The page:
Is low dose naltrexone effective
What is Crohn's Disease?
Crohn's disease (Crohn's disease) is a chronic inflammatory disease of the bowel that can affect people anywhere from the mouth to the anus. Common symptoms are stomach pain, diarrhea, and weight loss. People with Crohn's disease who have symptoms have an “active” disease. When the symptoms subside, it is called “remission”.
What is naltrexone?
Naltrexone is a long-acting opioid antagonist. It is a drug that counteracts the effects of opiates. This drug is commonly used to treat alcohol and opioid abuse and is taken orally. Certain hormones (proteins that carry instructions in the body) that are known to be involved in the pain response may also be involved in the inflammation that causes Crohn's disease. Taking a low dose of naltrexone may improve Crohn's disease.
What did the authors examine?
Researchers examined the effectiveness and safety (i.e., side effects) of low-dose naltrexone therapy for inducing remission in people with active Crohn's disease.
What did the authors find out?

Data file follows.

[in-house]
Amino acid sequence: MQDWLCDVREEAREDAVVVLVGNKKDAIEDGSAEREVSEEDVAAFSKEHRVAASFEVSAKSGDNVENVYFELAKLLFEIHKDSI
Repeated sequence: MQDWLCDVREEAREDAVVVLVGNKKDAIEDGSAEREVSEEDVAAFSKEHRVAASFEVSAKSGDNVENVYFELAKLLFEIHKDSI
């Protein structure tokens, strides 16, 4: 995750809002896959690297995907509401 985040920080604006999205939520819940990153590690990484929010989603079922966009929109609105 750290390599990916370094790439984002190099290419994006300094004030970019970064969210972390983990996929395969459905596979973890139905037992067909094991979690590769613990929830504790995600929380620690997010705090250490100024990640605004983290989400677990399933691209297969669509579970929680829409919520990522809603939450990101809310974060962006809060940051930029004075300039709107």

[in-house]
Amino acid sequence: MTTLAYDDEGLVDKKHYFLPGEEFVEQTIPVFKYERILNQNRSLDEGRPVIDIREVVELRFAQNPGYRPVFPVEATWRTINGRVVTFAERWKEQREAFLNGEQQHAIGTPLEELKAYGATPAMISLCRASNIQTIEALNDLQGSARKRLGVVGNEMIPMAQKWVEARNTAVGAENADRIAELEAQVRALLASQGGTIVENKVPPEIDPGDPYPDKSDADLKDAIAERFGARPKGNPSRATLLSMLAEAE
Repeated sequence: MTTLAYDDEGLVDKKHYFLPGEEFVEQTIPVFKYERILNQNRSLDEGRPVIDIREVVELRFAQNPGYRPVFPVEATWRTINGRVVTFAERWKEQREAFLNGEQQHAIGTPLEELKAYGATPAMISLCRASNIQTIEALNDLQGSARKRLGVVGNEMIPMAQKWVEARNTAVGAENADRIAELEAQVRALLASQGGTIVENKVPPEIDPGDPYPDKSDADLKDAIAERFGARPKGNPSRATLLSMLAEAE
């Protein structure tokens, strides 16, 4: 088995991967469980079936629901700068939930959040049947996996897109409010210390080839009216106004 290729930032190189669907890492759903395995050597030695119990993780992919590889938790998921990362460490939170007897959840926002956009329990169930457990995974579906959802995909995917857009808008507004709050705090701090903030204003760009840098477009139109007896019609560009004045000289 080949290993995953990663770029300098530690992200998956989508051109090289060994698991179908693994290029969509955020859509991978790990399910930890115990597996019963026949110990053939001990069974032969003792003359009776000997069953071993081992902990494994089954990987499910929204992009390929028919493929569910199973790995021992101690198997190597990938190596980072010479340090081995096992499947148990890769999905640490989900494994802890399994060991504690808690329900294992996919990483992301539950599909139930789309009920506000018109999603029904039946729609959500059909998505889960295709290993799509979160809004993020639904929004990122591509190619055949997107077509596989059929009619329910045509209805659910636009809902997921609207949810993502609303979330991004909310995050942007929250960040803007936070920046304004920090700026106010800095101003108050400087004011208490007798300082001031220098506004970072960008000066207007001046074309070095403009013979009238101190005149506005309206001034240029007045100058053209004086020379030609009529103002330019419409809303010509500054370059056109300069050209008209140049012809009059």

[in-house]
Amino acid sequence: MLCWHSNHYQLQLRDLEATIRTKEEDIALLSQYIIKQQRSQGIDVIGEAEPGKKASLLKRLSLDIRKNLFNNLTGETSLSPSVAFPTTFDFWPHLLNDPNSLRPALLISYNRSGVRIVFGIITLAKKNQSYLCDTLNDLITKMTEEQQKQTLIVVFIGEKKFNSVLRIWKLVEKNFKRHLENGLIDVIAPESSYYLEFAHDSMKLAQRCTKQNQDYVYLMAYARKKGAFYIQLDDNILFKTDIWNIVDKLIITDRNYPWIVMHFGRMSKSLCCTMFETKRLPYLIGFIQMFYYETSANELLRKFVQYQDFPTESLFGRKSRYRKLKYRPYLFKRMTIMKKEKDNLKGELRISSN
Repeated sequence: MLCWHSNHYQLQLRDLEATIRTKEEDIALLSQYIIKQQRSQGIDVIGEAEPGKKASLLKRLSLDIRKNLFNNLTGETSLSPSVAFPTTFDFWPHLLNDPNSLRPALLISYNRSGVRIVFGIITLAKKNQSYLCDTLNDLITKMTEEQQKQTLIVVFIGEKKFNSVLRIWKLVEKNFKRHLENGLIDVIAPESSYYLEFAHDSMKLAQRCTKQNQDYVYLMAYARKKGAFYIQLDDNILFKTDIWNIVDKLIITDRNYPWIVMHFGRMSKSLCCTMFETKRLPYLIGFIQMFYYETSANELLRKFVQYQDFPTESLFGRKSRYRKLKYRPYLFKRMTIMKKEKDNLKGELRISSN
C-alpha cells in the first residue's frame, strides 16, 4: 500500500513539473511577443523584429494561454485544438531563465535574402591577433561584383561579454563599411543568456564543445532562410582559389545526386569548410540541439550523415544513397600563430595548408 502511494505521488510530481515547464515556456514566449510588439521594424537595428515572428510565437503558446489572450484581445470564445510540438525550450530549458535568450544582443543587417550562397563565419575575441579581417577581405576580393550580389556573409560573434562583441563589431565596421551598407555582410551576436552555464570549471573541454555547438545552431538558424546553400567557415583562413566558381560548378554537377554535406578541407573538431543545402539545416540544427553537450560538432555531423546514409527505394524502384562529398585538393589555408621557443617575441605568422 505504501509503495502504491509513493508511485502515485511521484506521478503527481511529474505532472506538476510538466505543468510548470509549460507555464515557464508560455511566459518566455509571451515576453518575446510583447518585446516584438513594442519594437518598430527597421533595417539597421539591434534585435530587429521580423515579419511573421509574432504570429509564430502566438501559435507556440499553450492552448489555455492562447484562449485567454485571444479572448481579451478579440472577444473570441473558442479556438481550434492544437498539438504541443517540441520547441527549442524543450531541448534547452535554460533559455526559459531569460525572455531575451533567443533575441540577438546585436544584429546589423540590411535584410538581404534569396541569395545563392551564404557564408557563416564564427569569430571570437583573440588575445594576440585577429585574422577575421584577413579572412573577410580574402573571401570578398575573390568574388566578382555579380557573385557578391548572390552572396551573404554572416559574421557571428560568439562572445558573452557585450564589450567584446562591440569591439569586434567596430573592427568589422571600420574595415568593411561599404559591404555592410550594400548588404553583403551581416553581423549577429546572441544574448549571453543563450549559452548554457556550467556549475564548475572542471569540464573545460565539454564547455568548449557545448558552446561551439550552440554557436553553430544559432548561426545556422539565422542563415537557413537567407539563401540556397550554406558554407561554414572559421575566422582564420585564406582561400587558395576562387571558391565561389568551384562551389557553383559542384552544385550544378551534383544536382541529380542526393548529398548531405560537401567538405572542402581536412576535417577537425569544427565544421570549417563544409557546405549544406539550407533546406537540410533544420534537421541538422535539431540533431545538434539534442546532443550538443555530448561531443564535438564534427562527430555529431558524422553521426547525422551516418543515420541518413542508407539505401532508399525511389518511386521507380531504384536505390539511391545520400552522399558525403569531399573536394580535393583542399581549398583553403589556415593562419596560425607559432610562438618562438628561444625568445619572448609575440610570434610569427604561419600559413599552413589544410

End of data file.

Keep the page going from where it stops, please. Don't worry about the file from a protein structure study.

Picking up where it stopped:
This review identified two small randomized controlled trials that enrolled a total of 46 participants. One study compared 12 weeks of low-dose naltrexone (4.5 mg / day) to placebo (a dummy drug such as a sugar pill) in 34 adult patients with active Crohn's disease. The other study compared 8 weeks of treatment with low dose naltrexone (0.1 mg / kg up to a maximum of 4.5 mg / day) with placebo in 12 children with active Crohn's disease. The results of both studies were not precise enough about the proportion of patients who achieved clinical remission. The results of the adult patient study suggest that low-dose naltrexone may have a benefit in terms of clinical response (i.e., improvement in disease symptoms) and endoscopic response (i.e., a decrease in inflammation of the bowel, as demonstrated by examining the bowel with an endoscope). We cannot say whether low-dose naltrexone caused certain side effects such as difficulty sleeping, unusual dreams, headache, loss of appetite, nausea, and fatigue, as only a small number of people in the studies had such problems. The results of this review should be interpreted with caution as they are based on a small number of patients and the overall quality of the evidence has been rated as low due to insufficient precision of the results. Therefore, no firm conclusions can be drawn regarding the efficacy and side effect profile of low-dose naltrexone as a treatment for patients with active Crohn's disease. Further randomized controlled trials are needed to assess the effectiveness and side effects of low dose naltrexone as therapy in adults and children with active Crohn's disease.
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